I had planned to spend August reading the classics. I started out with the best of intentions and as luck would have it, Audible had this amazing version of Anna Karenina on $2 sale right at the beginning of August so I snatched it up and started listening.  img_3414And I am still listening 5 weeks later. I am definitely enjoying it but am still only about 60% of the way through. What I found as I listened was that I needed something other than a classic to read when I wasn’t listening to Anna Karenina. And I also found that I needed something a bit lighter to alternate with Anna Karenina in my listening queue. So much for power reading the classics! I have read more this year than any before (94 books to date) and I think one of the reasons why I have been able to read so much is that I alternate different types of books so I don’t get bored. So while I have been working my way through AK, here are the other books I read in August. These newer books by some favorite authors:

Truly Madly Guilty was a bit tough going in the beginning. There is a lengthy foreshadowing of something that you don’t find out until well into the book and many of the characters were not initially very likable. I was becoming quite impatient with the author but eventually did like the book and the way the author resolved the story and was glad I stuck with it. The new Louise Penny was a fast read. I love her books for the setting and the characters as much as for the stories. She doesn’t disappoint. I started reading the Lucy Burdette light and fluffy murder mysteries set in Key West when my daughter lived briefly in Florida. They are fun to read, the protagonist is likable, the setting is fun and they don’t require any major thinking on my part. Just the thing! I also read two more books that are over 50 years old so I would count those as classics.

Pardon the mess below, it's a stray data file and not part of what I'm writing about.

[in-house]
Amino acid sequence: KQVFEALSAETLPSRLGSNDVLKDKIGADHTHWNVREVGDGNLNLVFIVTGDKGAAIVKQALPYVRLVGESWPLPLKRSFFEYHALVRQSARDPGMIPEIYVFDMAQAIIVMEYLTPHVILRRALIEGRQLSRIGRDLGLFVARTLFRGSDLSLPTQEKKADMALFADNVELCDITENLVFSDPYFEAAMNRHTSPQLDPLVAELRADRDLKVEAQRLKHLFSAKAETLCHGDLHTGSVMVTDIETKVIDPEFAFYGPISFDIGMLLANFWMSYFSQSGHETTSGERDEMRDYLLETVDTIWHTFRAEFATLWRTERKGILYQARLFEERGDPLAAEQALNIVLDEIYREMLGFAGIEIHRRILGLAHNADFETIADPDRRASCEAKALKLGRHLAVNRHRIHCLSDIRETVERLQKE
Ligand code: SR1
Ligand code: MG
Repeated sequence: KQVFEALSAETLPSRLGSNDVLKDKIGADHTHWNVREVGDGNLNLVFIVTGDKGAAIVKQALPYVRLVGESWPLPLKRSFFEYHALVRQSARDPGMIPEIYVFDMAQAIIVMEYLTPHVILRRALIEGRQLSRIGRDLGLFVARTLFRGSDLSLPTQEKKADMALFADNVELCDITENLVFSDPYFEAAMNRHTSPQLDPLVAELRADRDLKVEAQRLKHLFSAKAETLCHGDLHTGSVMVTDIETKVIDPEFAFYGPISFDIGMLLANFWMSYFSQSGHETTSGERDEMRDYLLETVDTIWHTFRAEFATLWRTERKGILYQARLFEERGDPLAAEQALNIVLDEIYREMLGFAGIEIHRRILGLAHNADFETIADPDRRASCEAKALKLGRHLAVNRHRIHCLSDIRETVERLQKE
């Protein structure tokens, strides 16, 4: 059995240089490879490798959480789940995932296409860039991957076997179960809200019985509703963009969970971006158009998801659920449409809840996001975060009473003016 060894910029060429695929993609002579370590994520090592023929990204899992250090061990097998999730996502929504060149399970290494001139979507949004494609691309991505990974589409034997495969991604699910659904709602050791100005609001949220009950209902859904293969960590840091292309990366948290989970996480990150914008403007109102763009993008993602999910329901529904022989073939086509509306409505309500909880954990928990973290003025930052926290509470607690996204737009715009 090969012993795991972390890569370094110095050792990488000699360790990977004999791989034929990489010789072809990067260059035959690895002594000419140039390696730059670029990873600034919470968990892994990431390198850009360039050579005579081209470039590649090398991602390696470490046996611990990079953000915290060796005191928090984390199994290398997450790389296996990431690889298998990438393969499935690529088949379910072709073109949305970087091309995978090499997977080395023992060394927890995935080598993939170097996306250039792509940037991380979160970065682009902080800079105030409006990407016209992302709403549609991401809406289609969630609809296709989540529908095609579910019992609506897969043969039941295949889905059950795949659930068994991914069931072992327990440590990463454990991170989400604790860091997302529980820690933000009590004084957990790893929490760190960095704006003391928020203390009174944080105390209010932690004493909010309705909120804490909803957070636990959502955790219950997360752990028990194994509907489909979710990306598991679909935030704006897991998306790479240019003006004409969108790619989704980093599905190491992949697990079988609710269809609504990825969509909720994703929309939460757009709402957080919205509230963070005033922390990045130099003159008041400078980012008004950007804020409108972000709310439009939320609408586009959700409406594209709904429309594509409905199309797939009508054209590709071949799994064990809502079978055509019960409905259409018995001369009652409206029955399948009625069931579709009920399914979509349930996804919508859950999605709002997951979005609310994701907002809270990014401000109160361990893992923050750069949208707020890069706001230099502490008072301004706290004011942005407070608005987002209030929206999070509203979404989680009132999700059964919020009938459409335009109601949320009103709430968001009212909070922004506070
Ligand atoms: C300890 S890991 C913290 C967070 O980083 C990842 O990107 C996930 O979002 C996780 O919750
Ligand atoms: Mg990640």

Although not fiction, I loved Travels with Charley which takes place in 1961, the year I was born, and is the story of a trip Steinbeck took across America accompanied by his poodle. It was eerie how Steinbeck’s reflections predict the future-his musings on the ways that the telephone is changing life as he knows it-amazing. Also interesting to read his first hand accounts on tensions in the South at that time and hard to think about how many things have not changed given all the tension in our country now. I also really liked reading this just after reading this book and this book which were also set in the early 1960’s. Both are set in small mill towns in Maine so it was interesting to read about Steinbeck traveling though mill towns that had been described in both the fictionalized world depicted by Stephen King and the wonderful memoir of Mexico, Maine by Monica Wood.  I really enjoyed both of those books this year and highly recommend them. I had never read The House of Mirth and I am glad I did although I was a bit disappointed by some aspects of the story. I won’t say more so as not to spoil it for those of you who may be planning to read it. It was a relatively fast read. The story and the writing were engaging. I alternated my listening with these two children’s classics.

Both were fabulous. The Wind in the Willows narrated by Michael Holdern is Sooo good. Again, I managed to get it for $2 I believe. Very much worth a listen if you have a chance. I had forgotten how wonderful the writing is and the narrator is wonderful. I have been slowly working my way through Harry Potter on audio and the third book came up in my library queue so I made time for it. Very fun. Finally, I read this sci-fi book. I enjoyed it but not as much as this one which I have recommended to everyone. I am not sure if I will go on to read the next books in the series but it was entertaining. and different from my typical reads. img_3407

Lastly, I finished this book of essays by Annie Dillard whose work I had never read prior to this year. I loved some of the essays and found others hard going but will return to her writing. Beautiful descriptions of the natural world.img_3409

I am going to plan to continue to alternate classics and contemporary fiction which seems to work better for me than a diet of all classics but right now I am loving this work of non-fiction by an amazing author. It will definitely keep me occupied for a while. What did you love this summer?